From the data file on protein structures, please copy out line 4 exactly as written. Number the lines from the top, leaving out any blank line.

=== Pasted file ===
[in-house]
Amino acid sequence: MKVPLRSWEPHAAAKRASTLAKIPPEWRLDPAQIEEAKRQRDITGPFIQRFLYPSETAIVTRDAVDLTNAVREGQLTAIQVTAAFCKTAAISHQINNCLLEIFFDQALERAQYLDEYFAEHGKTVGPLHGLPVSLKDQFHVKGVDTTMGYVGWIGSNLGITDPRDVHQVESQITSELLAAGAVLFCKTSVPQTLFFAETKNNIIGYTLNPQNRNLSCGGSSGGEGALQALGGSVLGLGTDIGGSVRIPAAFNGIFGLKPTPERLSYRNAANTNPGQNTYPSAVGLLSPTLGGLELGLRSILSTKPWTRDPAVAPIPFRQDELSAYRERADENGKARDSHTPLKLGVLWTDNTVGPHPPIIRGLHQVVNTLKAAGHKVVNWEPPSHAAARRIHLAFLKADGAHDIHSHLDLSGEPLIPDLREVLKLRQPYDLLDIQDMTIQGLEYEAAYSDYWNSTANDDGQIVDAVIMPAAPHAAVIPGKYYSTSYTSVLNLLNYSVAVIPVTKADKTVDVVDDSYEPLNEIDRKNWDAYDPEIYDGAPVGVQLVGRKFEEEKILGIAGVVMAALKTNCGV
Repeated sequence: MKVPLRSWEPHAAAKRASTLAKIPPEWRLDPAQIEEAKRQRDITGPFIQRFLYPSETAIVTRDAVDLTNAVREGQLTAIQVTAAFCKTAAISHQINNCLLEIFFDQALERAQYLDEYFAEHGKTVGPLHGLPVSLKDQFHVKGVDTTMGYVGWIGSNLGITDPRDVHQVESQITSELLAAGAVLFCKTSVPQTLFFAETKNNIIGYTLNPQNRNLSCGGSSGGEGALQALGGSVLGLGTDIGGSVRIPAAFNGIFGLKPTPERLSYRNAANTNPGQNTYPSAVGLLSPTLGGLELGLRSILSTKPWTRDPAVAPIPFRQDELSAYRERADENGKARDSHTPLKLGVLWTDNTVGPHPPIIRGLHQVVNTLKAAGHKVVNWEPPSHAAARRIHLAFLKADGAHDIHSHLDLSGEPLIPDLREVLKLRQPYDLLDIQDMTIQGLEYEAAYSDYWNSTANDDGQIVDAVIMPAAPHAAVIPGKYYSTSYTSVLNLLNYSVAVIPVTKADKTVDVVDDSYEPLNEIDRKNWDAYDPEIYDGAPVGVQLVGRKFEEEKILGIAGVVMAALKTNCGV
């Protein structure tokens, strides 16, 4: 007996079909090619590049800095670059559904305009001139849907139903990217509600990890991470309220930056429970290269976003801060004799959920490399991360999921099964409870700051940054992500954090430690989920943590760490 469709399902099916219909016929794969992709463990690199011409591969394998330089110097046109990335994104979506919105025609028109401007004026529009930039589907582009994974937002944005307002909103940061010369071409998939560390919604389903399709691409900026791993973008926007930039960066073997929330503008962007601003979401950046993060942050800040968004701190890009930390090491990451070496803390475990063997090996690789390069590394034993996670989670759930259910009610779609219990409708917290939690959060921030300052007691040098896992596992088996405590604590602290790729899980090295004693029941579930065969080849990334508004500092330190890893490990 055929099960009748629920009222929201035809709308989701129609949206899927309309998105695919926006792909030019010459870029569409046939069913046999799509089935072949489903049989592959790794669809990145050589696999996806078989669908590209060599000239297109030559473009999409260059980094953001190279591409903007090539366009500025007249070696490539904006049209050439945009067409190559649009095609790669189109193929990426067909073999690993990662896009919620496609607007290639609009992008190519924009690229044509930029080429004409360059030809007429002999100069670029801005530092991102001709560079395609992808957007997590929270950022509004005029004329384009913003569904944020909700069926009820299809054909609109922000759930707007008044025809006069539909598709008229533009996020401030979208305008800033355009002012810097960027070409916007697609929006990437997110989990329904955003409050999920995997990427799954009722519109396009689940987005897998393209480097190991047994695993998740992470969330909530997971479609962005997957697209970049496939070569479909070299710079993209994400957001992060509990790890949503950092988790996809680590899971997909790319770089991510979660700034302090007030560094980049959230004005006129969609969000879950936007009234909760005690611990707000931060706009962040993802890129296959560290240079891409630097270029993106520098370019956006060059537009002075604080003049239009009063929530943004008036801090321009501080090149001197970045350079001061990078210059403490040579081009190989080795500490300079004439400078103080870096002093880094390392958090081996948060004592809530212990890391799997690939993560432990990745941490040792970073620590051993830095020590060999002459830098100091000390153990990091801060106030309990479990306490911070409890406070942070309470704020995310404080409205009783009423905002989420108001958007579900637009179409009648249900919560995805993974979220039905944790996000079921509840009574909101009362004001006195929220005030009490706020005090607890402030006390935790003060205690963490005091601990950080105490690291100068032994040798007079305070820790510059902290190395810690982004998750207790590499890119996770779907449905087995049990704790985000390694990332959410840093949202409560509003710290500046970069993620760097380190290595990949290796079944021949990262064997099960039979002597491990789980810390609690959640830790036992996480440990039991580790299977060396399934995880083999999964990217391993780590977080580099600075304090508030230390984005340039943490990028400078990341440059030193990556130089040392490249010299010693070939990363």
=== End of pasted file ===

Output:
């Protein structure tokens, strides 16, 4: 007996079909090619590049800095670059559904305009001139849907139903990217509600990890991470309220930056429970290269976003801060004799959920490399991360999921099964409870700051940054992500954090430690989920943590760490 469709399902099916219909016929794969992709463990690199011409591969394998330089110097046109990335994104979506919105025609028109401007004026529009930039589907582009994974937002944005307002909103940061010369071409998939560390919604389903399709691409900026791993973008926007930039960066073997929330503008962007601003979401950046993060942050800040968004701190890009930390090491990451070496803390475990063997090996690789390069590394034993996670989670759930259910009610779609219990409708917290939690959060921030300052007691040098896992596992088996405590604590602290790729899980090295004693029941579930065969080849990334508004500092330190890893490990 055929099960009748629920009222929201035809709308989701129609949206899927309309998105695919926006792909030019010459870029569409046939069913046999799509089935072949489903049989592959790794669809990145050589696999996806078989669908590209060599000239297109030559473009999409260059980094953001190279591409903007090539366009500025007249070696490539904006049209050439945009067409190559649009095609790669189109193929990426067909073999690993990662896009919620496609607007290639609009992008190519924009690229044509930029080429004409360059030809007429002999100069670029801005530092991102001709560079395609992808957007997590929270950022509004005029004329384009913003569904944020909700069926009820299809054909609109922000759930707007008044025809006069539909598709008229533009996020401030979208305008800033355009002012810097960027070409916007697609929006990437997110989990329904955003409050999920995997990427799954009722519109396009689940987005897998393209480097190991047994695993998740992470969330909530997971479609962005997957697209970049496939070569479909070299710079993209994400957001992060509990790890949503950092988790996809680590899971997909790319770089991510979660700034302090007030560094980049959230004005006129969609969000879950936007009234909760005690611990707000931060706009962040993802890129296959560290240079891409630097270029993106520098370019956006060059537009002075604080003049239009009063929530943004008036801090321009501080090149001197970045350079001061990078210059403490040579081009190989080795500490300079004439400078103080870096002093880094390392958090081996948060004592809530212990890391799997690939993560432990990745941490040792970073620590051993830095020590060999002459830098100091000390153990990091801060106030309990479990306490911070409890406070942070309470704020995310404080409205009783009423905002989420108001958007579900637009179409009648249900919560995805993974979220039905944790996000079921509840009574909101009362004001006195929220005030009490706020005090607890402030006390935790003060205690963490005091601990950080105490690291100068032994040798007079305070820790510059902290190395810690982004998750207790590499890119996770779907449905087995049990704790985000390694990332959410840093949202409560509003710290500046970069993620760097380190290595990949290796079944021949990262064997099960039979002597491990789980810390609690959640830790036992996480440990039991580790299977060396399934995880083999999964990217391993780590977080580099600075304090508030230390984005340039943490990028400078990341440059030193990556130089040392490249010299010693070939990363």